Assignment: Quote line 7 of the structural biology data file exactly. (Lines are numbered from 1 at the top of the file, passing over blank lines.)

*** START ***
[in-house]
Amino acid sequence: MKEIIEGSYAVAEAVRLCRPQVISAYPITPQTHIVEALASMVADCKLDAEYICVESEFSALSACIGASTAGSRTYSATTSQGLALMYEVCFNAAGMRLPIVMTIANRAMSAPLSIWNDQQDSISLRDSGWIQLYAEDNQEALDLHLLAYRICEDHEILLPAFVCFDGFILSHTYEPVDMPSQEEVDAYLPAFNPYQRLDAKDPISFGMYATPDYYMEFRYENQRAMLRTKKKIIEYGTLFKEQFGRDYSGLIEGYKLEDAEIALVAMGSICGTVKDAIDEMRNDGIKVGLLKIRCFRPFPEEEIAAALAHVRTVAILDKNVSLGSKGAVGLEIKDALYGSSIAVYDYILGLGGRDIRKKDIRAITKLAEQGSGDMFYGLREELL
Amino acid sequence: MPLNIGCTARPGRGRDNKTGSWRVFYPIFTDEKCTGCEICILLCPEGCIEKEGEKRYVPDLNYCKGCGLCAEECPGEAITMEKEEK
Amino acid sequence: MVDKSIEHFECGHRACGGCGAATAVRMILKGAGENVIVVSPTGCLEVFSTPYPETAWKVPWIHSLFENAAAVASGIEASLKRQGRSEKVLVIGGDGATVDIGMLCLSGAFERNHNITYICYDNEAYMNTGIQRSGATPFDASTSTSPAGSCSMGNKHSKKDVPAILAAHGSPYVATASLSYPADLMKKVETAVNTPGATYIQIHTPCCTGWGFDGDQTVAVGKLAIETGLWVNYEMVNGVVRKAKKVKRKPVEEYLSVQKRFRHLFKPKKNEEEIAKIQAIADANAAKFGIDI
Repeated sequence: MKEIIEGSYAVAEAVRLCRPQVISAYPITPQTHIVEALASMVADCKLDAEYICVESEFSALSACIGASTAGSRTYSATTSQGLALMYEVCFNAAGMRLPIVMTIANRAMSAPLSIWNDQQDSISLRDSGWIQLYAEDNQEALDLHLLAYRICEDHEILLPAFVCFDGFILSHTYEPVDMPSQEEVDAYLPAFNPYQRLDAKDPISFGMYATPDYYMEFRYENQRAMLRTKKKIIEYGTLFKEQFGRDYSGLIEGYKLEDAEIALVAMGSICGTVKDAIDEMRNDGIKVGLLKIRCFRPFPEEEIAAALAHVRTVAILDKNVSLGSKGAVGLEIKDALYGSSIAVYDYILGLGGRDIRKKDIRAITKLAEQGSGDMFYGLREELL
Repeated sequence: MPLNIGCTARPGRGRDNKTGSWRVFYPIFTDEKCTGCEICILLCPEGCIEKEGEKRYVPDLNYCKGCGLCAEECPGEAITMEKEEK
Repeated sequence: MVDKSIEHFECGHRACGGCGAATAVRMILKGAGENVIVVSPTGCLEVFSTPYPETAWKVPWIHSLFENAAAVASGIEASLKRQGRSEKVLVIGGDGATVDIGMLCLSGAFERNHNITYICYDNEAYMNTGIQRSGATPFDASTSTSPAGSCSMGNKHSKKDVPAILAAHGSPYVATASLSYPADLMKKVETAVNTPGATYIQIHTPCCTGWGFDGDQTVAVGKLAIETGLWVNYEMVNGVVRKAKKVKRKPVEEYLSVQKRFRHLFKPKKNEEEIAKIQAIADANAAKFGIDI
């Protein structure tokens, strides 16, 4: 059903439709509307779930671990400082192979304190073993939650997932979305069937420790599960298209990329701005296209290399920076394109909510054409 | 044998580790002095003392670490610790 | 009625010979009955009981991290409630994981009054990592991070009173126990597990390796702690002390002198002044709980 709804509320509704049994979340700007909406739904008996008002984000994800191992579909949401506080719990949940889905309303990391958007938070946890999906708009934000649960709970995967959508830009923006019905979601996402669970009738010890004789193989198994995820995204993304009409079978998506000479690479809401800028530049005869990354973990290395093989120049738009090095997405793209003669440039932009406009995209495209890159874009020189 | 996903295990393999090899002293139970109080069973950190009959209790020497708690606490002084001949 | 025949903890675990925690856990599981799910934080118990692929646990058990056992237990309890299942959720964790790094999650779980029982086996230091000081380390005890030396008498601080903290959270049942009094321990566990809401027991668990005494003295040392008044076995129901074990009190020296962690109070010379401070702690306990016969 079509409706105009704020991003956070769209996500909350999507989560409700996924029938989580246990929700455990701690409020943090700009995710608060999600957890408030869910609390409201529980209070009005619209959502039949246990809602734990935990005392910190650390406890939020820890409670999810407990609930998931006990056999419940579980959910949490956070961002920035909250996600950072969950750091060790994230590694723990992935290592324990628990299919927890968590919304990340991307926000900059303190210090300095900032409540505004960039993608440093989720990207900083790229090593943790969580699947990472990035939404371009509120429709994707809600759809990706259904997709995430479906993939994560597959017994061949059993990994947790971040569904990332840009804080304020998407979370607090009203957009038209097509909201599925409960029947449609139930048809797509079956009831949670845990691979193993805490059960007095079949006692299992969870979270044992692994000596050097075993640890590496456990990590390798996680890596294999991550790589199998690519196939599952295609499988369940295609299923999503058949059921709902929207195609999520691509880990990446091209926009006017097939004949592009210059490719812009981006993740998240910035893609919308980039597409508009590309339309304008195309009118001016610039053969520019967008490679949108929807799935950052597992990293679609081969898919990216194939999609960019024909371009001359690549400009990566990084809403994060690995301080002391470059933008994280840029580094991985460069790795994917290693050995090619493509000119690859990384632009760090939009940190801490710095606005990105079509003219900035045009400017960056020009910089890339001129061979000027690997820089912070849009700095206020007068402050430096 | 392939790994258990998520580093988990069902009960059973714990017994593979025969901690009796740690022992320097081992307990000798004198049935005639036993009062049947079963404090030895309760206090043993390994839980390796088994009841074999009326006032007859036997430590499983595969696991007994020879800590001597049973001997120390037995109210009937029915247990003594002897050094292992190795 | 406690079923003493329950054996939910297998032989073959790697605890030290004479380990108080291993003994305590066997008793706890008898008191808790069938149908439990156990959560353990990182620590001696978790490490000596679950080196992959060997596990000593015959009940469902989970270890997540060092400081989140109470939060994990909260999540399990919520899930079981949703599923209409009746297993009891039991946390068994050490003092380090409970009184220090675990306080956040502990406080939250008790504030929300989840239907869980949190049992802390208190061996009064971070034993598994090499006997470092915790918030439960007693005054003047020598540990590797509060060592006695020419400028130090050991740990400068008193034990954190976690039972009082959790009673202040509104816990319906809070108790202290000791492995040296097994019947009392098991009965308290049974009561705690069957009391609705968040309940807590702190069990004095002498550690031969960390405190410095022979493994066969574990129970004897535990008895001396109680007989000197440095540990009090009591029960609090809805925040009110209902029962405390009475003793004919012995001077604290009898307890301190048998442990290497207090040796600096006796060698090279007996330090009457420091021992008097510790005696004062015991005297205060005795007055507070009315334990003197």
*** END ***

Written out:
Repeated sequence: MVDKSIEHFECGHRACGGCGAATAVRMILKGAGENVIVVSPTGCLEVFSTPYPETAWKVPWIHSLFENAAAVASGIEASLKRQGRSEKVLVIGGDGATVDIGMLCLSGAFERNHNITYICYDNEAYMNTGIQRSGATPFDASTSTSPAGSCSMGNKHSKKDVPAILAAHGSPYVATASLSYPADLMKKVETAVNTPGATYIQIHTPCCTGWGFDGDQTVAVGKLAIETGLWVNYEMVNGVVRKAKKVKRKPVEEYLSVQKRFRHLFKPKKNEEEIAKIQAIADANAAKFGIDI